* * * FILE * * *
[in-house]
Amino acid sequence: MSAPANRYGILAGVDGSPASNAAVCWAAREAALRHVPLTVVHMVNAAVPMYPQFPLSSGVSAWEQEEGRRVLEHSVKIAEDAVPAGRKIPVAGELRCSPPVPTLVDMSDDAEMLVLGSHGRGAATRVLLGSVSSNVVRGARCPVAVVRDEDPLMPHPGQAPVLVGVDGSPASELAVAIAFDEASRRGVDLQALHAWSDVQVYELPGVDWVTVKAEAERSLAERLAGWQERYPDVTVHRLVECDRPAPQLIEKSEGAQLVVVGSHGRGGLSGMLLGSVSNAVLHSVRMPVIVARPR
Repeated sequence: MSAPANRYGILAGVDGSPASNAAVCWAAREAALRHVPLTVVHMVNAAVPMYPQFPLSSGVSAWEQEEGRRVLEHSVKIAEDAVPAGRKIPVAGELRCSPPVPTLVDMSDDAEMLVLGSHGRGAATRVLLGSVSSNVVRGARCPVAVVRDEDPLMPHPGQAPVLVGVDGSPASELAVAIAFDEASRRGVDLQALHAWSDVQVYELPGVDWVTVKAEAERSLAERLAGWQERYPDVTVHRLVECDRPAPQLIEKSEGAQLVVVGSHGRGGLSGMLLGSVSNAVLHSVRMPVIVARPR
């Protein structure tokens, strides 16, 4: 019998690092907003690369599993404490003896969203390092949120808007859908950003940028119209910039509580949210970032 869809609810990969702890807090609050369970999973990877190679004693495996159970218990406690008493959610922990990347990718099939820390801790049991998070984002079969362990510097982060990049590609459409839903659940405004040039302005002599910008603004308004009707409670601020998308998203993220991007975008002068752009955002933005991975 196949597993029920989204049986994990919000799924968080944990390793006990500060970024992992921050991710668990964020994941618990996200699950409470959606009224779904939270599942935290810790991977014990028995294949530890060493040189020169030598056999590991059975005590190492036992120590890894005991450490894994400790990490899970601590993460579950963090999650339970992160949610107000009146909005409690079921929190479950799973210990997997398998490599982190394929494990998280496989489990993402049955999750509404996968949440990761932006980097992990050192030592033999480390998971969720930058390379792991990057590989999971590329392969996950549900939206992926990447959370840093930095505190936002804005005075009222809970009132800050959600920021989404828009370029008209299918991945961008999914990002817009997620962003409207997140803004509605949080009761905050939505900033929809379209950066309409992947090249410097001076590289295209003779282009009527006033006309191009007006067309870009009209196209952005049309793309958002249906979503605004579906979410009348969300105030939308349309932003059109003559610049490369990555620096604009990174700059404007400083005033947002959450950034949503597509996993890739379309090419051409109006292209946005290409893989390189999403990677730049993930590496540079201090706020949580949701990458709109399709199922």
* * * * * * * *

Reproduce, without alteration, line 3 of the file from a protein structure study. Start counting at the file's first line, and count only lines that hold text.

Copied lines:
Repeated sequence: MSAPANRYGILAGVDGSPASNAAVCWAAREAALRHVPLTVVHMVNAAVPMYPQFPLSSGVSAWEQEEGRRVLEHSVKIAEDAVPAGRKIPVAGELRCSPPVPTLVDMSDDAEMLVLGSHGRGAATRVLLGSVSSNVVRGARCPVAVVRDEDPLMPHPGQAPVLVGVDGSPASELAVAIAFDEASRRGVDLQALHAWSDVQVYELPGVDWVTVKAEAERSLAERLAGWQERYPDVTVHRLVECDRPAPQLIEKSEGAQLVVVGSHGRGGLSGMLLGSVSNAVLHSVRMPVIVARPR